Wednesday, June 16, 2004
Sorry for the lengthy blog absence. I know it has left a profound hole in your daily routine not to have new info from me.
Last week we had the US Board of Directors as well as the President of FHI here in Peru. But before I talk about that I am realizing that the structure of Food for the Hungry is probably a bit complicated and worthy of a brief explanation.
Food for the Hungry(FH) is a partnership of several different semi-independent NGOs (Non-profits). There are 5 main funding organizations that raise the funds for the programs that are done in countries like Peru. They are: FH USA, JIFH (Japan), Canada, KFH (Korea), and FH England. These organizations are responsible for raising the funds and managing the donors (such as Child Sponsors). So when you go to www.fh.org you are visiting the website of FHUSA of which Ben Holman is the president and is headquartered in phoenix. Food for the Hungry International (FHI) is the NGO that actually does all the relief and development work. Randy Hoag is the president and FHI is headquartered in Bangkok Thailand.
So, Randy Hoag (President of FHI), Ben Holman (President of FHUSA), and the FHUSA board of directors came to Peru. I was able to go upriver with this group to one of the communities we work with there. I am going to hold off describing the community until I get back from spending a week there in early July. The visit of this group went pretty well overall I think. Unfortunately _IN LIMA_ the taxi of one of the board members was attacked by a thief who broke the window and tried to grab the bag of his wife. He then proceeded to help her hold the bag and resist the thief. But the thief pulled a knife and cut his arm and he had to go to the hospital for stitches. This is really sad for the Peruvian staff because they love their country and know that what this board member will remember is the attack. Unfortunately this is the reality of Lima. Hopefully some day this will change.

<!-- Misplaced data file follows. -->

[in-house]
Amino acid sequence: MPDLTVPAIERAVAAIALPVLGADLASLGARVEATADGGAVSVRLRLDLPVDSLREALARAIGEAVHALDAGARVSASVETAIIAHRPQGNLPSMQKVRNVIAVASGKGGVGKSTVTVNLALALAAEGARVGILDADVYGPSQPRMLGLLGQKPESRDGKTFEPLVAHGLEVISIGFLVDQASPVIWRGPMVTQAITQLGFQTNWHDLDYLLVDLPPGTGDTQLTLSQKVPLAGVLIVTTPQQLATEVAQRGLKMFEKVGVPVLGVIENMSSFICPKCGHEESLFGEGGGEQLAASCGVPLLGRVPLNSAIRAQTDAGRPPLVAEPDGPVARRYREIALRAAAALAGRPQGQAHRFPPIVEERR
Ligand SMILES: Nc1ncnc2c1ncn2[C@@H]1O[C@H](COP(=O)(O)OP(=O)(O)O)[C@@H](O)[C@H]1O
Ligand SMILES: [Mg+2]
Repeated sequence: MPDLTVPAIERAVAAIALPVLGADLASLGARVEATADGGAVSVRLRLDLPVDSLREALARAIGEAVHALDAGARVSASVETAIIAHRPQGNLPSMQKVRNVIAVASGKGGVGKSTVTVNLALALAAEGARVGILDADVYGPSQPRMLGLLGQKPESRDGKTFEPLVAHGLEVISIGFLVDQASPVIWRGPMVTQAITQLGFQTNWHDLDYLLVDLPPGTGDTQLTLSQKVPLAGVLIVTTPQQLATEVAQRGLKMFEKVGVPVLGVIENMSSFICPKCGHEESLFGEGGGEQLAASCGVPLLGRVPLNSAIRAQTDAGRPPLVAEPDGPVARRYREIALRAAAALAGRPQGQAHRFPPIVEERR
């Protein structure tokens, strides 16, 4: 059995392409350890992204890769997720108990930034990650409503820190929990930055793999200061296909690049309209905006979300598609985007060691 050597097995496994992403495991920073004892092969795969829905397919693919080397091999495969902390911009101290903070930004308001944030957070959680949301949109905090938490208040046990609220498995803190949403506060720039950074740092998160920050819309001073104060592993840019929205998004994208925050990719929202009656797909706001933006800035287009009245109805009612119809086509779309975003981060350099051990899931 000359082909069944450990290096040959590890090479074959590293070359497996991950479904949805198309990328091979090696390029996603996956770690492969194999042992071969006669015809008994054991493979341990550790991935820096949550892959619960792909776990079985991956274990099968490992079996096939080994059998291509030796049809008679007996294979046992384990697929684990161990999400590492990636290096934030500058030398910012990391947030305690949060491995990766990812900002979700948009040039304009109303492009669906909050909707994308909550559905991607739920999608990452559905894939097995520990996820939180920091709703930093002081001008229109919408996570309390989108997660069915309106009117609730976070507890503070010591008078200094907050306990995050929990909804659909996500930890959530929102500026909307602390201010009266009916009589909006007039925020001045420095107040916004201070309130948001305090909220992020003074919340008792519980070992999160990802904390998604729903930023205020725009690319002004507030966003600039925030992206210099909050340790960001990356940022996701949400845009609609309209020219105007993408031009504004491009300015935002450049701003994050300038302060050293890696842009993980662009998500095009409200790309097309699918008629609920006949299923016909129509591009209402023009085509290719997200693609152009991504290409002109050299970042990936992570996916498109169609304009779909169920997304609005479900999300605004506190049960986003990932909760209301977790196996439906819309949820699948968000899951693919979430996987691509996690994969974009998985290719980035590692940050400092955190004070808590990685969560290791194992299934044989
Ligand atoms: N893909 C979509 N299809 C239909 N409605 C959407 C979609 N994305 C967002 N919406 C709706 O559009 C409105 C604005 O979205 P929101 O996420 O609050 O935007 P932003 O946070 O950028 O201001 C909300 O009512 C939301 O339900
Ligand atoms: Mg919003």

My teaching is going well. We are in the middle of teaching Microsoft Word. I am enjoying it because I am seeing real progress in many of the students. They started class literally never having used a computer and are now able to get around OK on it.
I have been asked about the demographic makeup of the class. A little over half the students are between 18-24. The remaining are adults. Each class has 16 students because we only currently have 8 computers (7 now as one of them broke) and having more then 2 students to a computer does not give them enough time on the machine. Some of the students are physically handicapped as well (maybe 1/4th of each class)
That is all for now, but I will really try to write more often. The first team with computers is arriving today in Lima. Hopefully they will make it through customs...
UPDATE: It was Peter Howard who was robbed in Lima, not Marty. I posted an email from him up above.